On Second Thought

I like to audition new quilting books by checking them out of my library. If I really like them I buy myself a copy. I just borrowed Brave New Quilts by Kathreen Ricketson, which includes “12 projects inspired by 20th century art.” While I’m not ready to buy my own copy, I’ve changed my opinion of this book.

brave_new_quilts_coverIt wasn’t what I was expecting, and I was disappointed at first.  It has a modern quilt sensibility yet, like some other modern quilting books, advises old fashioned construction techniques. And the close up picture of a bound corner would have a quilt show judge tsking in dismay.

It’s as if all the sewing short cuts and innovations of the past 15 years never happened.  So if you have quilting experience, I suggest you ignore the construction methods given if you have ones that work better for you.  If you like patterns with lots of photo illustrations of construction details this isn’t a book for you.  I know that’s a lot of ifs, but Brave New Quilts isn’t for everyone.

Then, I felt cheated about the art inspiration.  I had expected quilts based on specific works of art. Nope.  While there are art influences in the book’s quilts they are generic. I didn’t see any that you wouldn’t see in Target products. And I’m not knocking Target as I like a lot of their stuff.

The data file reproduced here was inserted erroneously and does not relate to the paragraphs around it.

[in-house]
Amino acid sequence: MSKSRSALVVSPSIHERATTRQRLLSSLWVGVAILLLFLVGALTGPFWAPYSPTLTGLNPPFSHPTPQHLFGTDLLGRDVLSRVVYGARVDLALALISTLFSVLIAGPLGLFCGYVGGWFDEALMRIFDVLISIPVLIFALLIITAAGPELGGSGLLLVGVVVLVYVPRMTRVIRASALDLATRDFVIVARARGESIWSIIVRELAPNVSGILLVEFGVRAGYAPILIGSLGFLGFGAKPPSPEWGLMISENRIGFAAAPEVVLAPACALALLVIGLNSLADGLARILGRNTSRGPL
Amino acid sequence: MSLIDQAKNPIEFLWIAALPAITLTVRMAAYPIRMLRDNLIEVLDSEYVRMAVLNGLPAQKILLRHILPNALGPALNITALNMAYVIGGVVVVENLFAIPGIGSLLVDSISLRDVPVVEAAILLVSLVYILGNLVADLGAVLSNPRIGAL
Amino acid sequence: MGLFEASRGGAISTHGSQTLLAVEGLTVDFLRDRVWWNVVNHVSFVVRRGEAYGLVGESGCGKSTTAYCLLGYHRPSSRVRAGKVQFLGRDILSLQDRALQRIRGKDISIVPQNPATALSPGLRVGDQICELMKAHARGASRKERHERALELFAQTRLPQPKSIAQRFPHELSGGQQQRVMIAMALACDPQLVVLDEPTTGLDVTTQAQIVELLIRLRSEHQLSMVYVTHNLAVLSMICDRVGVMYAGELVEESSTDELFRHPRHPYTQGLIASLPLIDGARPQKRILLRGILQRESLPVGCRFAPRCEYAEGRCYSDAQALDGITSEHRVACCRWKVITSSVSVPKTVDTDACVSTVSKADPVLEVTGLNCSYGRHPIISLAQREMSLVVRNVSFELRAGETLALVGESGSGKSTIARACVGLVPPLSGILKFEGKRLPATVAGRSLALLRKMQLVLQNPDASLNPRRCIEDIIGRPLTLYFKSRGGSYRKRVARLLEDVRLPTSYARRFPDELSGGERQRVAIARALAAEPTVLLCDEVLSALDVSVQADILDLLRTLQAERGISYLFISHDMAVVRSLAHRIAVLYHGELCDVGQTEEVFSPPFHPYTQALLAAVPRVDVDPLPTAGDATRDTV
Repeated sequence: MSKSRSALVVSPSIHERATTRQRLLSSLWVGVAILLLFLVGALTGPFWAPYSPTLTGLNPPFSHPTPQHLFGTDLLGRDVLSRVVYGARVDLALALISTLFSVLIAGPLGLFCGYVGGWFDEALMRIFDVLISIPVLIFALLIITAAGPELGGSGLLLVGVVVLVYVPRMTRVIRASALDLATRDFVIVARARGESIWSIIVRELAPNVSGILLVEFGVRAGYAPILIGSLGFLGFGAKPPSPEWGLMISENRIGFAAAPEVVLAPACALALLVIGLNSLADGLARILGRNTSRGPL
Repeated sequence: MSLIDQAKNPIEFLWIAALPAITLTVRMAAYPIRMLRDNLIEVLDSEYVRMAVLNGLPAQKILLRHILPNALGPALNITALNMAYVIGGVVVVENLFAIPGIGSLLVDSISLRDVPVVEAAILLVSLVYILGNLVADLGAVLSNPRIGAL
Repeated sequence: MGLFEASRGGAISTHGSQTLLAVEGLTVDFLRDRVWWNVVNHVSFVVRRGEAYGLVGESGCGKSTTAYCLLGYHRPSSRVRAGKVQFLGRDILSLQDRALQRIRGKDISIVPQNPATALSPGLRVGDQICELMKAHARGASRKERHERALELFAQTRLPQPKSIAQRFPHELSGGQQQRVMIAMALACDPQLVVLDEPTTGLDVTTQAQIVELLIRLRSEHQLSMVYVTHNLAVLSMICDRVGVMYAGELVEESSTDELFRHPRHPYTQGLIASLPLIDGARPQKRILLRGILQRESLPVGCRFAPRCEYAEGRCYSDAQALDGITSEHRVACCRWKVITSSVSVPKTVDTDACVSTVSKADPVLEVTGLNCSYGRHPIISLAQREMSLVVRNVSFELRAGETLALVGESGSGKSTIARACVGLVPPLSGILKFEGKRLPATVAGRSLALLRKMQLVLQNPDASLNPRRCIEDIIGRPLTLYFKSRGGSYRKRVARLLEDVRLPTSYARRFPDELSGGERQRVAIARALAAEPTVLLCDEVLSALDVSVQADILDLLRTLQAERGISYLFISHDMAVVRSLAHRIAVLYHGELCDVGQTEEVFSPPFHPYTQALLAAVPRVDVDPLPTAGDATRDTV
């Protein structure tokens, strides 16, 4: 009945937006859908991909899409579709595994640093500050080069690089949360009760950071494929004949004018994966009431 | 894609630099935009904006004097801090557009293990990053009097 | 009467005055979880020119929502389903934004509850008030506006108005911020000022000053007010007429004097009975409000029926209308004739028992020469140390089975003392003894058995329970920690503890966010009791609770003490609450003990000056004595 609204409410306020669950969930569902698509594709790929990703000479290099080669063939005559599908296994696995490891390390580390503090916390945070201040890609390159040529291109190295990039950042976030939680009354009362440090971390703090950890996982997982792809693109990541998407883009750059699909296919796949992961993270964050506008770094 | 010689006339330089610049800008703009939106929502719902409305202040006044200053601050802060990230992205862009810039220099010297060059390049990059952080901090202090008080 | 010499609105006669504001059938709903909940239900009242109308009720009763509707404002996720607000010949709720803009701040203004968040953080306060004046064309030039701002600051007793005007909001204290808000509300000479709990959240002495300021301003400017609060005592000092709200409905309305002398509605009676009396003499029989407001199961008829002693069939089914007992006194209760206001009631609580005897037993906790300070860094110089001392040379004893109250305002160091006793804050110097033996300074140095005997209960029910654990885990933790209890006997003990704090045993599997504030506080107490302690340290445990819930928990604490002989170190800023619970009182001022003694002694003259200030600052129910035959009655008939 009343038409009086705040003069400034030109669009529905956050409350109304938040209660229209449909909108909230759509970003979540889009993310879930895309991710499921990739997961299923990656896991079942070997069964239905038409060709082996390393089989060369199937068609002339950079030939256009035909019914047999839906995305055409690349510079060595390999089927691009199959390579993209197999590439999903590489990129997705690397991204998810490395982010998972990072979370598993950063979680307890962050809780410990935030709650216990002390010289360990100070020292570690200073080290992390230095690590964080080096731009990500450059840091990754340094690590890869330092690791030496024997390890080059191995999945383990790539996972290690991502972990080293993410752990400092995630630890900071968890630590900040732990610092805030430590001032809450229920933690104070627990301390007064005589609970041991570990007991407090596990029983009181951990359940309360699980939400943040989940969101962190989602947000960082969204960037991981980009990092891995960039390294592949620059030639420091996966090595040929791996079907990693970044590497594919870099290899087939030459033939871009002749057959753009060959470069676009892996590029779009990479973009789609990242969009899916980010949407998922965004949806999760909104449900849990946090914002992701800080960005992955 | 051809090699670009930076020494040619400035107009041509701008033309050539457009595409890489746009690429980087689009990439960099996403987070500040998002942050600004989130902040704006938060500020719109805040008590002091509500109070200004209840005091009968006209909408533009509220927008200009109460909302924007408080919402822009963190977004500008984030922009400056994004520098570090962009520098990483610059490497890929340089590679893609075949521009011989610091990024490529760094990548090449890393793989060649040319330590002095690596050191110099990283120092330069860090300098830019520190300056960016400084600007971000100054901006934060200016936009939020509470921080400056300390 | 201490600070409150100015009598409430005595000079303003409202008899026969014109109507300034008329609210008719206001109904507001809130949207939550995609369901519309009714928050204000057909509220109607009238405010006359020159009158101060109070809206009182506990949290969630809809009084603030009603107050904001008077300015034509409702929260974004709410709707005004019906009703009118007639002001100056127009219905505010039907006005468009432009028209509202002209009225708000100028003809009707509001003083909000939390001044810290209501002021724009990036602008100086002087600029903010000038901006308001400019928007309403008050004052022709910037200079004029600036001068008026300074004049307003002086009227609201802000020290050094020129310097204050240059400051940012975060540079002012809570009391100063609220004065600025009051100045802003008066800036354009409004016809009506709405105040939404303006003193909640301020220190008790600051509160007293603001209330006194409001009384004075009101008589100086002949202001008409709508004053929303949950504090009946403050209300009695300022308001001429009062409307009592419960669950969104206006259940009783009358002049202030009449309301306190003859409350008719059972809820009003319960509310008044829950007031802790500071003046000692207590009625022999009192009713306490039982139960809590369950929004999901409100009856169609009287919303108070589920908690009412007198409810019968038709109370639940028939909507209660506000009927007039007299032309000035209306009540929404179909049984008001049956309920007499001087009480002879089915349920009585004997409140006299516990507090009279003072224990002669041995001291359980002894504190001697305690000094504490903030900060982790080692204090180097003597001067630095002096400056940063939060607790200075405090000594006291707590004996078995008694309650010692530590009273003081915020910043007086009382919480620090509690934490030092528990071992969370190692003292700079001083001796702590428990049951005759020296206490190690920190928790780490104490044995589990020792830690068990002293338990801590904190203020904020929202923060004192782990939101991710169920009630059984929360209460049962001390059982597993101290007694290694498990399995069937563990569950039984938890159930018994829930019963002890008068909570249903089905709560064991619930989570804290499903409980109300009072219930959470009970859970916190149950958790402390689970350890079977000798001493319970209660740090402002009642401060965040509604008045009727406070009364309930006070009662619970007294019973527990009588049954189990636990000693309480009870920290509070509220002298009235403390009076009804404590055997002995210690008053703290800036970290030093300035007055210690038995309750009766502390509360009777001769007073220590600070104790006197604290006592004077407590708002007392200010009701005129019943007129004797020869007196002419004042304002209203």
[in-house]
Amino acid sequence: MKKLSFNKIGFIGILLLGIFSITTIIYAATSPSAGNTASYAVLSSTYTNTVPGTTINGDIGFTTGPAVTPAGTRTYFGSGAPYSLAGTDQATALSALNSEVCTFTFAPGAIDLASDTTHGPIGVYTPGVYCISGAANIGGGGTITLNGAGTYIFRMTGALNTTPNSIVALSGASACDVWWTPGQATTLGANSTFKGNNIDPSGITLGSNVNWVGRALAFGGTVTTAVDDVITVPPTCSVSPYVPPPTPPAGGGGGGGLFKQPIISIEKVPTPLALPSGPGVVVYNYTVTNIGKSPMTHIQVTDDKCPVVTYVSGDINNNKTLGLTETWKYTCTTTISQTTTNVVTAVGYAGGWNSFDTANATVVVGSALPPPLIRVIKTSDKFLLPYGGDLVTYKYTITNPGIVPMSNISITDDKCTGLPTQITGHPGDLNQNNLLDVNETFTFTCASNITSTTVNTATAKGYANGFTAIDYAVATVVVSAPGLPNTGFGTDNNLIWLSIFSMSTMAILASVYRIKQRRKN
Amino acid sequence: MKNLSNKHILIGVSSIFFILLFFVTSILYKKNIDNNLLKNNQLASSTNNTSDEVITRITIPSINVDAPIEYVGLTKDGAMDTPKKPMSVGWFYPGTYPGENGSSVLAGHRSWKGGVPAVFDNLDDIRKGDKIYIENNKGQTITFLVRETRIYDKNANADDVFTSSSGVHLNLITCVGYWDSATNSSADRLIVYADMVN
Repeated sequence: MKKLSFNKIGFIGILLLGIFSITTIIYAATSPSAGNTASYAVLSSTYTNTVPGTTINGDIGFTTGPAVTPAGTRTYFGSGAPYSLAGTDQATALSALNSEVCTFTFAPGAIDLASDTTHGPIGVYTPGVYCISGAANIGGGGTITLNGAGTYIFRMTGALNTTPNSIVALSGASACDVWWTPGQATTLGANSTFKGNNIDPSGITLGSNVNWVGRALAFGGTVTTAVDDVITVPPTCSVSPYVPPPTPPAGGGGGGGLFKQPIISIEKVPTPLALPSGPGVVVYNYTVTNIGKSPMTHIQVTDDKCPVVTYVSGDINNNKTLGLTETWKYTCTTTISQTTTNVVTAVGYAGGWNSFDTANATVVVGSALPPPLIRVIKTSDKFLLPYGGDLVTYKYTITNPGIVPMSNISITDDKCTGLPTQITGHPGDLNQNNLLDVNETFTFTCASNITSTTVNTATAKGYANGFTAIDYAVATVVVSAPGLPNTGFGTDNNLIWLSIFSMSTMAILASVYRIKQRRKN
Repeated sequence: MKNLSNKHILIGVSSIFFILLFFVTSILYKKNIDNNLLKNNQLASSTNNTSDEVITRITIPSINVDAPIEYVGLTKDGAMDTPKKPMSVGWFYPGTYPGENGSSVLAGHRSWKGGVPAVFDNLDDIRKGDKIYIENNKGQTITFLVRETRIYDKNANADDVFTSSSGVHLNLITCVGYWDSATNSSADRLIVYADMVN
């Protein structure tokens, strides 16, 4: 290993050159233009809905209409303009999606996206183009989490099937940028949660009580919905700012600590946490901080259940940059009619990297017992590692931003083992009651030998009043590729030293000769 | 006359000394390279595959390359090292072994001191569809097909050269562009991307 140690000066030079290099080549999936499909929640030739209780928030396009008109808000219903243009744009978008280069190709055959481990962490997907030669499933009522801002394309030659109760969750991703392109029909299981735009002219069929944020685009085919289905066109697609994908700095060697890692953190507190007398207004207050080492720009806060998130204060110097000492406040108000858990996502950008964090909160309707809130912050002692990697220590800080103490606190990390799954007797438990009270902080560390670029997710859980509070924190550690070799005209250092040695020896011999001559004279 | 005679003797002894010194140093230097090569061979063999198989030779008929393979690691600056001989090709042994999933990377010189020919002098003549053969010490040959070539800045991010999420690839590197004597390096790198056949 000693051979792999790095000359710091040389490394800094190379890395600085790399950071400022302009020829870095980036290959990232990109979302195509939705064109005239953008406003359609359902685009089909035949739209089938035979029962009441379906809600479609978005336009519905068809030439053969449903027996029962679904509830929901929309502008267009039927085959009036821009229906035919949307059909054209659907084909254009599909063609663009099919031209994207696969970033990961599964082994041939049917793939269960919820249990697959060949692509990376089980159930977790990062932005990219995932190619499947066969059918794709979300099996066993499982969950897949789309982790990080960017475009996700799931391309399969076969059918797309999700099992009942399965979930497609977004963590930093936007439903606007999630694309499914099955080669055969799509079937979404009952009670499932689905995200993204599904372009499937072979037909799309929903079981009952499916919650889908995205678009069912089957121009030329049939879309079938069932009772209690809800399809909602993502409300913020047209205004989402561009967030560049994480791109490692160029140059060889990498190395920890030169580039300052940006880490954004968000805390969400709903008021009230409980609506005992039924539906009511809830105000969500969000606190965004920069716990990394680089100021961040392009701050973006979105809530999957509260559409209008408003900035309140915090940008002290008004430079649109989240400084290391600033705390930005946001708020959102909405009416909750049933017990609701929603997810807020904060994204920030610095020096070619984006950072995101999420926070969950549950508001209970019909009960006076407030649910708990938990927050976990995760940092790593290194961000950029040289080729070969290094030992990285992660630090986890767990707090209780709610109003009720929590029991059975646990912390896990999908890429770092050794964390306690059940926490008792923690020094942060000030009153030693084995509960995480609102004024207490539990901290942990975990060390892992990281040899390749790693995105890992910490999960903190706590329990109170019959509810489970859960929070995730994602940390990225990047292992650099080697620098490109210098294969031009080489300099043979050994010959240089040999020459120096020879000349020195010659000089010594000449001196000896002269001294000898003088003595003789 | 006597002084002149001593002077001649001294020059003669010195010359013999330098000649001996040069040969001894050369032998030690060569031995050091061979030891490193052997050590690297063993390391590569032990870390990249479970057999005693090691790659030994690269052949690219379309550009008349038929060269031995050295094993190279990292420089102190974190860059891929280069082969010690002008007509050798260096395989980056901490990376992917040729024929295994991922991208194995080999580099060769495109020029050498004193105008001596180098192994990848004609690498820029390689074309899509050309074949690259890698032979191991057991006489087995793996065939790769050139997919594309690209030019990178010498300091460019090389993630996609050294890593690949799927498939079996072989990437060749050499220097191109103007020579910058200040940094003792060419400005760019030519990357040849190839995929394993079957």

On the plus side, the quilts certainly reflect the author’s design sense (another quilter with an art background) and the book shows some of the preliminary sketches that led to the finished work. These aren’t quilts designed to feature a fabric line.

brave_new_quilts1When I looked through the book a second time I began to get excited about some of the patterns.  Weave, featured on the cover; Intersections; Break the Rules; and So What really appealed to me. The last two feature words. It may be time for me to speak through a quilt.

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